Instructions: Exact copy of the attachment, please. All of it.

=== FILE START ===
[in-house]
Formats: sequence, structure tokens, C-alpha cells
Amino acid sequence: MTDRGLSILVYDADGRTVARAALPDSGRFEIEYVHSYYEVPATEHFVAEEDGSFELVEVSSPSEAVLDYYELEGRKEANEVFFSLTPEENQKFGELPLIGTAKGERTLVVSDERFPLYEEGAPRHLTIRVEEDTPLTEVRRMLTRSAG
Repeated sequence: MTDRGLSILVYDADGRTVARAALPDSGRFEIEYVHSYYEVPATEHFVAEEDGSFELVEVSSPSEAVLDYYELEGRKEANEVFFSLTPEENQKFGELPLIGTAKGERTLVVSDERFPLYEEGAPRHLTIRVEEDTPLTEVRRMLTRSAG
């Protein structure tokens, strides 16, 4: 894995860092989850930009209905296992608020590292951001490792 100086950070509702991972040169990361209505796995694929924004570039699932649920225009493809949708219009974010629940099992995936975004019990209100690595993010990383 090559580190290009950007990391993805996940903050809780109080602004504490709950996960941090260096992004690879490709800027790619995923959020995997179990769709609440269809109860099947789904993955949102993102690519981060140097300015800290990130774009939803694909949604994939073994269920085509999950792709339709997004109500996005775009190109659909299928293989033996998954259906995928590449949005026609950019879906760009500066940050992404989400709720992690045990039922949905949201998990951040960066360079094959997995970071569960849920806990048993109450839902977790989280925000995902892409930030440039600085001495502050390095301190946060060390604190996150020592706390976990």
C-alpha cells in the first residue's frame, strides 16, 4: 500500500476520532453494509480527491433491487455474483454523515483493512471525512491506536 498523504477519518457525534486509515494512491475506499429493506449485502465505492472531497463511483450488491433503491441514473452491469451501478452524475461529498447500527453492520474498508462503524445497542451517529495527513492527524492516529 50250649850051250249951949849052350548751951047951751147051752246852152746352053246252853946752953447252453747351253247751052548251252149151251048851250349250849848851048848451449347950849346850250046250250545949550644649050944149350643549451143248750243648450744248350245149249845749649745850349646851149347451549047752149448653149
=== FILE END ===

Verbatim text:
[in-house]
Formats: sequence, structure tokens, C-alpha cells
Amino acid sequence: MTDRGLSILVYDADGRTVARAALPDSGRFEIEYVHSYYEVPATEHFVAEEDGSFELVEVSSPSEAVLDYYELEGRKEANEVFFSLTPEENQKFGELPLIGTAKGERTLVVSDERFPLYEEGAPRHLTIRVEEDTPLTEVRRMLTRSAG
Repeated sequence: MTDRGLSILVYDADGRTVARAALPDSGRFEIEYVHSYYEVPATEHFVAEEDGSFELVEVSSPSEAVLDYYELEGRKEANEVFFSLTPEENQKFGELPLIGTAKGERTLVVSDERFPLYEEGAPRHLTIRVEEDTPLTEVRRMLTRSAG
């Protein structure tokens, strides 16, 4: 894995860092989850930009209905296992608020590292951001490792 100086950070509702991972040169990361209505796995694929924004570039699932649920225009493809949708219009974010629940099992995936975004019990209100690595993010990383 090559580190290009950007990391993805996940903050809780109080602004504490709950996960941090260096992004690879490709800027790619995923959020995997179990769709609440269809109860099947789904993955949102993102690519981060140097300015800290990130774009939803694909949604994939073994269920085509999950792709339709997004109500996005775009190109659909299928293989033996998954259906995928590449949005026609950019879906760009500066940050992404989400709720992690045990039922949905949201998990951040960066360079094959997995970071569960849920806990048993109450839902977790989280925000995902892409930030440039600085001495502050390095301190946060060390604190996150020592706390976990």
C-alpha cells in the first residue's frame, strides 16, 4: 500500500476520532453494509480527491433491487455474483454523515483493512471525512491506536 498523504477519518457525534486509515494512491475506499429493506449485502465505492472531497463511483450488491433503491441514473452491469451501478452524475461529498447500527453492520474498508462503524445497542451517529495527513492527524492516529 50250649850051250249951949849052350548751951047951751147051752246852152746352053246252853946752953447252453747351253247751052548251252149151251048851250349250849848851048848451449347950849346850250046250250545949550644649050944149350643549451143248750243648450744248350245149249845749649745850349646851149347451549047752149448653149